IMPORTANT NOTICE - Postage increase

<p>The price of first class US postage will increase by 2 cents, to 39 cents, on January 8th. The rate for a postcard will increase by 1 cent, to 24 cents. Priority mail goes from $3.85 to $4.05</p>

<p>See <a href=""&gt;;/a> for a chart showing all rate changes. </p>

<p>Make sure that any preaddressed stamped envelopes you or your kids have submitted to anyone -- such as envelopes given to school teachers or the school guidance counselor to mail out recommendations or the midyear report, or confirmation postcards enclosed with your apps - have the right amount of postage.</p>

<p>[I know that most people are already aware of this, but this is an easy thing to forget with all the other stress of meeting college deadlines. I wouldn't have remembered if the clerk at the post office hadn't mentioned it to me last week. I promptly purchased a sheet of 20 2-cent stamps and gave them to my daughter. Last thing we need is a college application or important financial aid documents being returned for insufficient postage.]</p>

<p>As long as we are at it, if you are mailing an application, double check to make sure that the deadline for each college is a postmark-by date as opposed to a receive-by date. Apparently some colleges have different practices in that area.</p>

<p>Good reminders! Thanks!</p>

<p>good lord! can you imagine? (I can!) I can just see a college with a "postmark-by date" rule, but they don't receive the application until after decisions have been mailed out because it was kicked back and forth for 3 months looking for postage due.</p>

<p>Well I think the more likely scenario is that the envelope arrives at the college with postage due, and the college pays it -- since many of those envelopes will have $70 application fee checks inside of them, I think the college can afford to come up with 2 cents if needed.</p>

<p>But I felt it was worth noting the postage increase, just to avoid added anxiety when you realize too late that you sent something without adequate postage.</p>

<p>so how many threads like this one will ther be in the college forums??
(In this case apparently there was not enough postage on the envelopes even under the old rates)</p>

<p><a href=""&gt;;/a&gt;&lt;/p>

<p>Exactly, which is why I posted.... but I do think that the issue is really more of anxiety than a likelihood of mail going undelivered. </p>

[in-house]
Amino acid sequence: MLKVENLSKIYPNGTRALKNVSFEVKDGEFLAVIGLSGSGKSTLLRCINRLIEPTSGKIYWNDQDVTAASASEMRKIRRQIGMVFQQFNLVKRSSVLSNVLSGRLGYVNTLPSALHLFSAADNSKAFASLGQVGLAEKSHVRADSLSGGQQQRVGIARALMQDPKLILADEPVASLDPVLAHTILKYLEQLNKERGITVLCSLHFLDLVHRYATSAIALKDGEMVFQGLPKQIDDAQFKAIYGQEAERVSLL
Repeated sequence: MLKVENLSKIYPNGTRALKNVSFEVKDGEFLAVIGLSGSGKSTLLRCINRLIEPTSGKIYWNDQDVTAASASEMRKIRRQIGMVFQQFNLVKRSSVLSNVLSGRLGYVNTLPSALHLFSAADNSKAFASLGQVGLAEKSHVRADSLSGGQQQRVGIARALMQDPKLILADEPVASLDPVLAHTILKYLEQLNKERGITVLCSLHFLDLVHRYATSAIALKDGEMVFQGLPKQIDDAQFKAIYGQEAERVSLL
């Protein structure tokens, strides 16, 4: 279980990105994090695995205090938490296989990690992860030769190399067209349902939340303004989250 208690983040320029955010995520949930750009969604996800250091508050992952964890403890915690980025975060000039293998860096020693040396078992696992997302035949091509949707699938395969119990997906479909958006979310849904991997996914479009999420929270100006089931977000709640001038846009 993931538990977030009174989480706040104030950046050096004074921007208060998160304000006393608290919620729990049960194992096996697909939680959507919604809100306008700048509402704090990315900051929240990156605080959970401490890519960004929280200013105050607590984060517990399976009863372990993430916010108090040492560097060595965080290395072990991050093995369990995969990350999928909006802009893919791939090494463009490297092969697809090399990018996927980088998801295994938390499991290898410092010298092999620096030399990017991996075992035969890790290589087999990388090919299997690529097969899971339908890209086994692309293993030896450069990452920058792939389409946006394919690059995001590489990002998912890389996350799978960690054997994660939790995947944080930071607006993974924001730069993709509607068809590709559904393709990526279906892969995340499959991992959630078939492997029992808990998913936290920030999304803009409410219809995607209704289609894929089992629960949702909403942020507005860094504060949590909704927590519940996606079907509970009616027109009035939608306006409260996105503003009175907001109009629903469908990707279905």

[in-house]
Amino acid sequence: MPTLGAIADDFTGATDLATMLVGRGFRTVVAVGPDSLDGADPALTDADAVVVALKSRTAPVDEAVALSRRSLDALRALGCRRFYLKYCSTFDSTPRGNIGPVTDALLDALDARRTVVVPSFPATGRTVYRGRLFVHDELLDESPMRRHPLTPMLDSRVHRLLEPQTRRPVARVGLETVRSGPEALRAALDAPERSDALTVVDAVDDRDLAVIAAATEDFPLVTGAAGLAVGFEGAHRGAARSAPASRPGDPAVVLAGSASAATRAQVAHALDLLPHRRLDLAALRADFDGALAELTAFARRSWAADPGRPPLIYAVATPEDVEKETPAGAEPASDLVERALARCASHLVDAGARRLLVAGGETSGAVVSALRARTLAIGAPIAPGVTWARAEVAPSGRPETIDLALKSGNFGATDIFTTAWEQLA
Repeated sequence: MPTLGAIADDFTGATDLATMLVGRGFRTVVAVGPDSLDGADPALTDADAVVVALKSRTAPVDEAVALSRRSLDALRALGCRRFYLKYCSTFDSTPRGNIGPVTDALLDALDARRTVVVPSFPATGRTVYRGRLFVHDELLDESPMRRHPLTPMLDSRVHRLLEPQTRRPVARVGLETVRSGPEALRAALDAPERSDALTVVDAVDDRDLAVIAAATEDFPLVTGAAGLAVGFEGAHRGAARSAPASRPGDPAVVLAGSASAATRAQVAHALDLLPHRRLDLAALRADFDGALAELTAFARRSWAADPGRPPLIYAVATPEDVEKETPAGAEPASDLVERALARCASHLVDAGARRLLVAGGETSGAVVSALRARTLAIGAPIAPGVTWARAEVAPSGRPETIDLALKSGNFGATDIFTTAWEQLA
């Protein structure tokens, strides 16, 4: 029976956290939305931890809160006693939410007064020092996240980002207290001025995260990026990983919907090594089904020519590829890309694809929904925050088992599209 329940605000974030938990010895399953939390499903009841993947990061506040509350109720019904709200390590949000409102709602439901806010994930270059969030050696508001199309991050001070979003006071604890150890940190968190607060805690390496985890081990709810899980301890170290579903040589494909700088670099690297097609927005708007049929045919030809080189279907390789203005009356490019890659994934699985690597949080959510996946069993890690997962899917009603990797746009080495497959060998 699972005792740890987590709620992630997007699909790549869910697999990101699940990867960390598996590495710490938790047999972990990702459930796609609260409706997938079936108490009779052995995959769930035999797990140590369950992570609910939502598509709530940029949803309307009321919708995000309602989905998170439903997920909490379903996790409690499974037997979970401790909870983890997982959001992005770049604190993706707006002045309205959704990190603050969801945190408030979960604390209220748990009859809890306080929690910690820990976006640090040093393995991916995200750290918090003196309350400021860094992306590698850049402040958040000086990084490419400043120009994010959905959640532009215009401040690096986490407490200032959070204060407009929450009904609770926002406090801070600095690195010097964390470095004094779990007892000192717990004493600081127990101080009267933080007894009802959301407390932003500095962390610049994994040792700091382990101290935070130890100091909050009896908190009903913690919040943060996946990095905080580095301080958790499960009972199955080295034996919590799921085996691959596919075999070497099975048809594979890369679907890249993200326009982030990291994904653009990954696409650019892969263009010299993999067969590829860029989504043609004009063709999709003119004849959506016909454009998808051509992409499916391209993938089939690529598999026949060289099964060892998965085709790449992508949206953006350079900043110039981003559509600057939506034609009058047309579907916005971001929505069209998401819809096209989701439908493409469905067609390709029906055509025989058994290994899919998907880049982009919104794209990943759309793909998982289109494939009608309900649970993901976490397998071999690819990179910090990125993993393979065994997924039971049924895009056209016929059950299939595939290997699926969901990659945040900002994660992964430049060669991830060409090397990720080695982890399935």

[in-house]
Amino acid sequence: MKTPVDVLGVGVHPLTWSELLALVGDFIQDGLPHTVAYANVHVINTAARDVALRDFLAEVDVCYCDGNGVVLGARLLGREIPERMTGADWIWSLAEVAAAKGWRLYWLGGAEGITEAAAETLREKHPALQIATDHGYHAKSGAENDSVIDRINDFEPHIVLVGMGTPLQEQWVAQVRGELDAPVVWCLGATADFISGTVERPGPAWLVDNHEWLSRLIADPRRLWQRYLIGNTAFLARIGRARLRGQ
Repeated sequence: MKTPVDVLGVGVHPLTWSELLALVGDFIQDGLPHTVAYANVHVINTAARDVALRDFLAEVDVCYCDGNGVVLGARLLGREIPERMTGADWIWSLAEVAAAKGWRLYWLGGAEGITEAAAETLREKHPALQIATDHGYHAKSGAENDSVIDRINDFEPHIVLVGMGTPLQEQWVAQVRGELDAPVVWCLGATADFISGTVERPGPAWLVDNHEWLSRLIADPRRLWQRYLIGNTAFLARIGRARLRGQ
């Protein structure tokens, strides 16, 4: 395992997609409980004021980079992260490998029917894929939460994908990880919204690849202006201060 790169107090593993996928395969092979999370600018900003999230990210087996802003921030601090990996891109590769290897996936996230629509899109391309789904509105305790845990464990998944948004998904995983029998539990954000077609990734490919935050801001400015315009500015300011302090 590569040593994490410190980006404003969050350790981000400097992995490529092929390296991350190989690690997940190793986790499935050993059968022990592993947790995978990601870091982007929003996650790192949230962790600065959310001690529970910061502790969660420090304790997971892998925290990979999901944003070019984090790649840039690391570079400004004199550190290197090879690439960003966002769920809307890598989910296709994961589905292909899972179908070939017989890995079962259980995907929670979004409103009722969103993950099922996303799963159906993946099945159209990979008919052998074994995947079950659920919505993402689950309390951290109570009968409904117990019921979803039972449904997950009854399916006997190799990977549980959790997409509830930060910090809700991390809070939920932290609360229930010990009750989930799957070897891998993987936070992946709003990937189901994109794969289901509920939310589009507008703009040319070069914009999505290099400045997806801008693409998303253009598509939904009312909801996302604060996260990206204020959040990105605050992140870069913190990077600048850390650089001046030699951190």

<p>I used to work at a business that had a lot of incoming mail from catalog sales, and every day the postal carrier would show up with a bundle of postage-due mail, give us the total owed, and the office staff would pay whatever was called for out of petty cash. It was just considered a normal cost of doing business to pay between $5-$20 every day to make up for missing postage. </p>

<p>Then again, I bet there are kids who will stress out worrying about whether their "chances" will be hurt because the college had to pay 2 cents in order to accept the mail.</p>

<p>There is no guarantee that colleges will automatically pay postage due. Just imagine all of the mail (not just undergraduate applications) that a college receives on a daily basis.</p>

<p>There is also no guarantee that every post office mail processing center in the U.S. will even process mail with postage due. Postal workers in one city may send mail through while others in another city may return mail to the original sender.</p>

<p>As far as CCers stressing out over postage due and their "chances," well you already know how they are. CCers stress over whether to inhale or exhale!</p>

<p>I've actually already played out this scenario this year. A student gave me a stamped envelope for my rec letter to his EA school. I mailed it pretty close to the EA deadline, not noticing that the stamp was left over from prior to the last postage increase. The envelope was returned to me the next day and I re-stamped and re-sent. I do not believe that the post office tries to delivers things poastage-due anymore, so I don't think colleges are going to be asked to pay the 2 cents.</p>